Modelling collisions of soft agglomerates at the continuum length scale
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Colleges, School and Institutes
Growth and breakdown mechanisms in granulation processes may involve collisions between soft plastically deforming agglomerates. It has been established previously that the flow stress in such collisions increases with the strain rate, which is dependent on the impact velocity and the size of the agglomerates. In the current paper, a scaling model is described that is based on a continuum constitutive relationship and formulated in terms of accessible experimental parameters. It is an extension of an existing contact mechanics model for elastoplastic nonadhesive collisions and therefore limited to deformations in which the contact radius is less than about 40% of the agglomerate radius. In addition, it is assumed that the elastic strains are small compared to the maximum value. Finite element simulations were carried out for a range of impact velocities and material parameters associated with an elastoviscoplastic constitutive relationship of the type used in the scaling model. The results were employed to validate the scaling model. Within the specified limits of applicability, it was found that the coefficient of restitution, contact area, loading and unloading curves and also the time evolution of the compressive displacement could be calculated with relatively high accuracy. Moreover, it was found that for a viscoplastic material the rate of decrease of the coefficient of restitution with increasing impact velocity is greater than for plastic deformation. The model should prove useful in understanding collision processes in granulation systems, particularly those occurring at relatively high impact velocities when the main energy dissipation process arises from viscoplastic deformation. Under this circumstance, the influence of adhesion is negligible and coalescence may be taken to occur when the coefficient of restitution is small. (C) 2004 Published by Elsevier B.V.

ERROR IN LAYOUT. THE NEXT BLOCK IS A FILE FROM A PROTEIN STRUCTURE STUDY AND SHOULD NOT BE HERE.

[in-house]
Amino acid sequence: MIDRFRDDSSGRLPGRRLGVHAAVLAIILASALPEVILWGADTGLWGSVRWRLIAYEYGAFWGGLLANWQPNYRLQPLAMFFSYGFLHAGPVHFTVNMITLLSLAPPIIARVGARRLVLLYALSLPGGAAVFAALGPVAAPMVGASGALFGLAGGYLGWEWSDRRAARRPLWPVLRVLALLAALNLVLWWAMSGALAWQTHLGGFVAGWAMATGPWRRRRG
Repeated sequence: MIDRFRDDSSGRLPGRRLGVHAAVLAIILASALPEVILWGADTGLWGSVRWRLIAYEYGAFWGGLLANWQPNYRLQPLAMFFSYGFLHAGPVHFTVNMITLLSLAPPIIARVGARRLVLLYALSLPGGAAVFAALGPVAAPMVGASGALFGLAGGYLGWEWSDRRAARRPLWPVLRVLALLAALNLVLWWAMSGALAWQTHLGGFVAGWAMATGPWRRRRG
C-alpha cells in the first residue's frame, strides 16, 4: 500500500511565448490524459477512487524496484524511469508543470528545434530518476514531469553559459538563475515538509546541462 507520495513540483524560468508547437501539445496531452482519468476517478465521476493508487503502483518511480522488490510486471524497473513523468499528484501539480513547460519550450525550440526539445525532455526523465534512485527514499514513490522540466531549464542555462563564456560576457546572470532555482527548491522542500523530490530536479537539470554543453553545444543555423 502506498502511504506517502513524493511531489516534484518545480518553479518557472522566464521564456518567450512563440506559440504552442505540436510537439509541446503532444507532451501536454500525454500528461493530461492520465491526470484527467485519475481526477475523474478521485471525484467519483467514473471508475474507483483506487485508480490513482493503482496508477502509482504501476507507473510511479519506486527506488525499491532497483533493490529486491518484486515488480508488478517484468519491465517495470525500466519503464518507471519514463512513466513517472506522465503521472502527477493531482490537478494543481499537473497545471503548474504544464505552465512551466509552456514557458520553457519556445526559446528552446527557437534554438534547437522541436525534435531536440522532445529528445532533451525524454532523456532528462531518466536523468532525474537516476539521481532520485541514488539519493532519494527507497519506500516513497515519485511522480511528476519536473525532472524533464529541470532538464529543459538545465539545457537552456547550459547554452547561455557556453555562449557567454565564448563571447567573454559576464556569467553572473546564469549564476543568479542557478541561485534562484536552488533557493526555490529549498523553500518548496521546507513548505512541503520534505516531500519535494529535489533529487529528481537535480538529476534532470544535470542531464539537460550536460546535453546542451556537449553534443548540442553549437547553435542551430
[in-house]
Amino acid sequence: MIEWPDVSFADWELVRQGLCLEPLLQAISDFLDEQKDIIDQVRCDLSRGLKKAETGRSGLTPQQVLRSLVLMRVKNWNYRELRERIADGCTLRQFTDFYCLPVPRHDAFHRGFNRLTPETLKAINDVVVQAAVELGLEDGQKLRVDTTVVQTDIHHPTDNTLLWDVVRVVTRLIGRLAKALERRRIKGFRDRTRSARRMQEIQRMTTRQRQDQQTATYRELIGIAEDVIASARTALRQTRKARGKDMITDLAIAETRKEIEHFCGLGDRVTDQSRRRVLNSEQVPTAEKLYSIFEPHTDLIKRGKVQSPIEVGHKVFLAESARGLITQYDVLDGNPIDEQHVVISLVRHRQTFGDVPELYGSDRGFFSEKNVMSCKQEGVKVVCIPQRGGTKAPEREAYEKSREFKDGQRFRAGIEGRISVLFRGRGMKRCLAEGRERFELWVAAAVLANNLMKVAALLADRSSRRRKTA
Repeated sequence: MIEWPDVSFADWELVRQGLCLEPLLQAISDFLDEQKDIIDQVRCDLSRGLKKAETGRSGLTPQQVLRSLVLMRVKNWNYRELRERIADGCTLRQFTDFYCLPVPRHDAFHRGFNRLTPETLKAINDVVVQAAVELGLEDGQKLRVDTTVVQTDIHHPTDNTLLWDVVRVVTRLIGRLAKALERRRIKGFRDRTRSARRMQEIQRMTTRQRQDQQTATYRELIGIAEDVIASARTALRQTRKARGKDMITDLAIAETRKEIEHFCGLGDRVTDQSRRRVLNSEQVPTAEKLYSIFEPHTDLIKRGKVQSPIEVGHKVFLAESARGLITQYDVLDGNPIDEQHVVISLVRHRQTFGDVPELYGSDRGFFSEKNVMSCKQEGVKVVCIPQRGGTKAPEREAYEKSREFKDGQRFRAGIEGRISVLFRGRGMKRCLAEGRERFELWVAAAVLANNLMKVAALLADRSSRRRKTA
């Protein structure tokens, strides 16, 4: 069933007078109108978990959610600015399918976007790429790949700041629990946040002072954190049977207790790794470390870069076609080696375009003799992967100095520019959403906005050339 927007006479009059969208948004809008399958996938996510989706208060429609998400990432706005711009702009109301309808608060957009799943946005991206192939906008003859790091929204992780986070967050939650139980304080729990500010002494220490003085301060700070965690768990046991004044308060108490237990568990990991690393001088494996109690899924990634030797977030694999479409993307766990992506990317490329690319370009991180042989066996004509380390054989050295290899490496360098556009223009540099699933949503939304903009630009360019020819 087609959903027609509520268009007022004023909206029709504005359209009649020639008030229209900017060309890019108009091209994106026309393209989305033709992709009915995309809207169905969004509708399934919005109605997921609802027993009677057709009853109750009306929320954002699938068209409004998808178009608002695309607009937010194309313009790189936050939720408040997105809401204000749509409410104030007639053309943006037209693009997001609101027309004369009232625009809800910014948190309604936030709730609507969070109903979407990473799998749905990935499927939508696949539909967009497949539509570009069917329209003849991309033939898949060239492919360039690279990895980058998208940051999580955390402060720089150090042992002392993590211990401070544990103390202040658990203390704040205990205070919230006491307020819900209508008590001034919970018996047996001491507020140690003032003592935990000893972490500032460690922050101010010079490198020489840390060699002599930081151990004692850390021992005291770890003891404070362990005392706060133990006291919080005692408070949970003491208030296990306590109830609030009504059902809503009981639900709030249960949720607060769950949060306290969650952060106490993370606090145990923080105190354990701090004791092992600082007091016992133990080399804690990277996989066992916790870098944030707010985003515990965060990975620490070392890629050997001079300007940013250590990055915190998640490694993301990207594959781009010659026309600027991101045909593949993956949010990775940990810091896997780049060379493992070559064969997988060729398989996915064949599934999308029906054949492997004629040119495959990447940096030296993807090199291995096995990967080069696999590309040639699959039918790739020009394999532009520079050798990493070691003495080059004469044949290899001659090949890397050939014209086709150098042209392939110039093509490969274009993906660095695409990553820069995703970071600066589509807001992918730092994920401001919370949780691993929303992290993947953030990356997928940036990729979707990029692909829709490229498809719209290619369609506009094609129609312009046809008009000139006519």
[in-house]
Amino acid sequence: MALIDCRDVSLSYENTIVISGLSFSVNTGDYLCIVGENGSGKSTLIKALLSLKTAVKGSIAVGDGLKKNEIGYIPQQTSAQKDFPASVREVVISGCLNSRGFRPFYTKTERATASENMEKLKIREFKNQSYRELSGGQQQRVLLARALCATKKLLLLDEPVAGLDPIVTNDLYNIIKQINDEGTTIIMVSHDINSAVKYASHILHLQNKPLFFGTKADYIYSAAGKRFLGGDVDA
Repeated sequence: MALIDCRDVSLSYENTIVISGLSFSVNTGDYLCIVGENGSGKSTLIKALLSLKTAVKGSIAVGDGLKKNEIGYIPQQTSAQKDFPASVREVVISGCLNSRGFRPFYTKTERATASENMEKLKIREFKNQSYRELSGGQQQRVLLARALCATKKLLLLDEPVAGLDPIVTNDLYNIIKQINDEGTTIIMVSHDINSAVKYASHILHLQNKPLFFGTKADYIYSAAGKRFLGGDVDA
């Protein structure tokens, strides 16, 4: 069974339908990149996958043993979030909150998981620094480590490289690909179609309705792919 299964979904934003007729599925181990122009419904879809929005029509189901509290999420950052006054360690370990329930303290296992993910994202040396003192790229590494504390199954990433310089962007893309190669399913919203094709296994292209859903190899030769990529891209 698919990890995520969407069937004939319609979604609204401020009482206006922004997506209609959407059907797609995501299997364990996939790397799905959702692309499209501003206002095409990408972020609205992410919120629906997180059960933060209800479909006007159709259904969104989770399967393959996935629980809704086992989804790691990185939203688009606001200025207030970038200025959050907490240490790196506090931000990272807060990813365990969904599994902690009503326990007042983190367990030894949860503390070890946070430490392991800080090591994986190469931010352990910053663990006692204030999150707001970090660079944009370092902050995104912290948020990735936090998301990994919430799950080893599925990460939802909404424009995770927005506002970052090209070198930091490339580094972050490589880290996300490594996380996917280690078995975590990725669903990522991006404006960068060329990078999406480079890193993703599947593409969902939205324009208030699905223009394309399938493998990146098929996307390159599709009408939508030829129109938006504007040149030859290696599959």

|Number of pages||12|
|Publication status||Published - 25 Feb 2004|
- granule, finite element analysis, viscoplasticity, contact mechanics, coefficient of restitution